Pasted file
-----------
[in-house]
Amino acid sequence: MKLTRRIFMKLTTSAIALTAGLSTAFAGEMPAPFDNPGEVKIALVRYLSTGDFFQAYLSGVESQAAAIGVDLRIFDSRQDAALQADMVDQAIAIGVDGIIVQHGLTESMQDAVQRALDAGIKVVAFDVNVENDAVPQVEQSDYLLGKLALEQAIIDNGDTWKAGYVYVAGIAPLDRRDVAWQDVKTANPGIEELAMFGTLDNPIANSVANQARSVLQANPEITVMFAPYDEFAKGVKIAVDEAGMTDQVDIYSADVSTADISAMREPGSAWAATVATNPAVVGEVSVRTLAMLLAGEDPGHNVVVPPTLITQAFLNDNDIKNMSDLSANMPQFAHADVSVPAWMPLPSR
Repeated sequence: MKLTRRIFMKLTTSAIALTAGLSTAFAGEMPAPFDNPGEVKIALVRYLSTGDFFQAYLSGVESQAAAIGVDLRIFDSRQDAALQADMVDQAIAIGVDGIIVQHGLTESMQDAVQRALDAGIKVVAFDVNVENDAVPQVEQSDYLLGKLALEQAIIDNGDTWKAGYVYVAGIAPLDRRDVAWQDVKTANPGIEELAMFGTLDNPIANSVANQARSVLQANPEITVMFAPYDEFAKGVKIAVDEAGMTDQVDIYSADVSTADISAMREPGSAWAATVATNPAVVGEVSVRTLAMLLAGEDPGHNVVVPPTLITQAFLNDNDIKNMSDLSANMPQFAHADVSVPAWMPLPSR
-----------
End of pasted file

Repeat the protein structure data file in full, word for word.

[in-house]
Amino acid sequence: MKLTRRIFMKLTTSAIALTAGLSTAFAGEMPAPFDNPGEVKIALVRYLSTGDFFQAYLSGVESQAAAIGVDLRIFDSRQDAALQADMVDQAIAIGVDGIIVQHGLTESMQDAVQRALDAGIKVVAFDVNVENDAVPQVEQSDYLLGKLALEQAIIDNGDTWKAGYVYVAGIAPLDRRDVAWQDVKTANPGIEELAMFGTLDNPIANSVANQARSVLQANPEITVMFAPYDEFAKGVKIAVDEAGMTDQVDIYSADVSTADISAMREPGSAWAATVATNPAVVGEVSVRTLAMLLAGEDPGHNVVVPPTLITQAFLNDNDIKNMSDLSANMPQFAHADVSVPAWMPLPSR
Repeated sequence: MKLTRRIFMKLTTSAIALTAGLSTAFAGEMPAPFDNPGEVKIALVRYLSTGDFFQAYLSGVESQAAAIGVDLRIFDSRQDAALQADMVDQAIAIGVDGIIVQHGLTESMQDAVQRALDAGIKVVAFDVNVENDAVPQVEQSDYLLGKLALEQAIIDNGDTWKAGYVYVAGIAPLDRRDVAWQDVKTANPGIEELAMFGTLDNPIANSVANQARSVLQANPEITVMFAPYDEFAKGVKIAVDEAGMTDQVDIYSADVSTADISAMREPGSAWAATVATNPAVVGEVSVRTLAMLLAGEDPGHNVVVPPTLITQAFLNDNDIKNMSDLSANMPQFAHADVSVPAWMPLPSR